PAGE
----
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When will it end?

Our planet has been visited with an affliction that affects all of us.

We cover our faces with masks, isolate ourselves from those we love, abstain from communal celebrations, walk about protectively, worship electronically, send our children to virtual classrooms, adjust to unsought solitude, bid farewell to some who must leave before their time.

We absent ourselves from much that makes us human.

History has known many scourges through which people have persevered, believing the Persian aphorism, “This too will pass.”

What’s unique about our circumstance is that there’s no end in sight. Indeed, many epidemiologists say the invading virus may join the pantheon of permanent world diseases.

The psalmist cries on our behalf, “How long, O Lord? Will you forget [us] forever?”

To live with no end in sight, what will it mean? Three things:

  1. Live grounded.

Paul Tillich describes God as “the ground of being.” That connects with me.

When the familiar has gone, when I can’t find a point of reference, when I am disconnected from life – when this describes me, I feel the need to be grounded. I want to be in touch with what is reliable and stable.

This “ground” has been spoken of in different ways: an anchor that holds (the hymn writer), a North Star (the poet), being rooted (the writer to the Ephesians), seeking a rock to build on (Jesus in his great sermon).

How can we find this orienting reality? As important as good theology and the knowledge of religious history and actions undertaken for a just society are, no more human and radical action exists than prayer.

It is not a practice reserved just for the contemplatives. Walter Rauschenbusch, one of the great Baptist advocates for justice and one who had profound influence on Martin Luther King Jr., speaks pointedly here.

In his poem, “The Little Gate to God,” Rauschenbusch has left us this counsel: “In the castle of my soul is a little garden gate, / Where at, when I enter, I am in the presence of God.”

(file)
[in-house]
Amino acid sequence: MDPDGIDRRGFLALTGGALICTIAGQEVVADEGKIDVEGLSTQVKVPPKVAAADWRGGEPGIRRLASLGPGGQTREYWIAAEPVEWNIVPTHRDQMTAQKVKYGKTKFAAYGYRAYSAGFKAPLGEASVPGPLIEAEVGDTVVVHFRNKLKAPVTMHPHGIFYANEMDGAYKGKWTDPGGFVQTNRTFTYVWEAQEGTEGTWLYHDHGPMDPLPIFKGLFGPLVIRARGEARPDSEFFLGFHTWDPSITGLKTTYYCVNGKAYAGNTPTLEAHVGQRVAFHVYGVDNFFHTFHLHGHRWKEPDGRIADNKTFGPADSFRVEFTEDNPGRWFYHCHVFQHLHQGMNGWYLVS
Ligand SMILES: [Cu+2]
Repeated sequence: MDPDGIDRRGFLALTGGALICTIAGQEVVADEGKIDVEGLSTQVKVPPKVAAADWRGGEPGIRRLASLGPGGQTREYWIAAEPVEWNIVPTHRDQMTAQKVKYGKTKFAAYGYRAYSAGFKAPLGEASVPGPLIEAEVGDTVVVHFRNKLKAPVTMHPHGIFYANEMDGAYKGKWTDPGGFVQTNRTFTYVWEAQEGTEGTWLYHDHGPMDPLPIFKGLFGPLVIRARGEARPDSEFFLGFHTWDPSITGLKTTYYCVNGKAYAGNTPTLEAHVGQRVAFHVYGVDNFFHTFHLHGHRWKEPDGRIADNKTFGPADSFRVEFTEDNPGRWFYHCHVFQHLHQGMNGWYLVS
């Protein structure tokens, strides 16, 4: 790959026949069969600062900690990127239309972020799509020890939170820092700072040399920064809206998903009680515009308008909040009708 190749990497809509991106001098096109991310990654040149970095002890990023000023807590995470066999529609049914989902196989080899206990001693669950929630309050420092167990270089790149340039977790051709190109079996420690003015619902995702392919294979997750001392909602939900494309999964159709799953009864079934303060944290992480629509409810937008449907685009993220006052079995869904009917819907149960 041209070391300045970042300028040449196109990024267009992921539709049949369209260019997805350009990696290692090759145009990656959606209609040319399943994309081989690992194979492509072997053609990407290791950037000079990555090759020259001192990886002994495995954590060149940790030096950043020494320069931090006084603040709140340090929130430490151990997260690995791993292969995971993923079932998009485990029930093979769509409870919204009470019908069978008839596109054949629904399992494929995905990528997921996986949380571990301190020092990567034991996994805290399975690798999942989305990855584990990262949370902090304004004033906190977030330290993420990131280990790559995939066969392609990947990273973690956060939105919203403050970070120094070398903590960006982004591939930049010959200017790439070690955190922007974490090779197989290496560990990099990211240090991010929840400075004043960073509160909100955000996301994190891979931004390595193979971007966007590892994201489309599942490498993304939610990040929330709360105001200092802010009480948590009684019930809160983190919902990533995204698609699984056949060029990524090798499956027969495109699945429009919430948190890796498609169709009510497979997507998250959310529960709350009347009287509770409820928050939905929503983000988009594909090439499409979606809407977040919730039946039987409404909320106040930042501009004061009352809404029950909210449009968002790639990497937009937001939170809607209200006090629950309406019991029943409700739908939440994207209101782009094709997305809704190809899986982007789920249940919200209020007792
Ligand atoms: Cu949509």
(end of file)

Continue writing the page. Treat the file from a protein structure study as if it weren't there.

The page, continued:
1. Live “in between.”

That’s where we may be just now – “in between.” Between what has been and what is to come. It’s a period of disorientation and uncertainty.

When fascism was gaining controlling influence in Germany, a publication was born that took as its title, “Between the Times.” It became the main theological voice against Nazi ideology.

One of the journal’s founders said at its start, “It is the destiny of our generation to stand between the times.” Isn’t this our situation?

We must never let ourselves to be captive to what has been or fearful of what the future may bring. We must live “in between.”

What will that mean for us? When St. Francis was asked a question like this, he’s reported to have said, “I would tend my garden.” Might he have meant he would just “keep on” doing what is right and good?

  1. Live day by day.

It’s not new, the intention to “live one day at a time.” Two millennia ago, Horace counseled, “Carpe diem,” seize the day!

People given to planning ahead and charting a life roadmap may challenge this philosophy. But aren’t there times when we can do no other? When the future is not clear and there’s no end in sight?

The writers of the musical, “Godspell,” were so grasped by a prayer of St. Richard of Chichester that they made it the theme of their show.

“Day by day,

Dear Lord, of thee three things I pray:

To see thee more clearly,

Love thee more dearly,

Follow thee more nearly,

Day by day.”

Could we do better than to make it our theme too?

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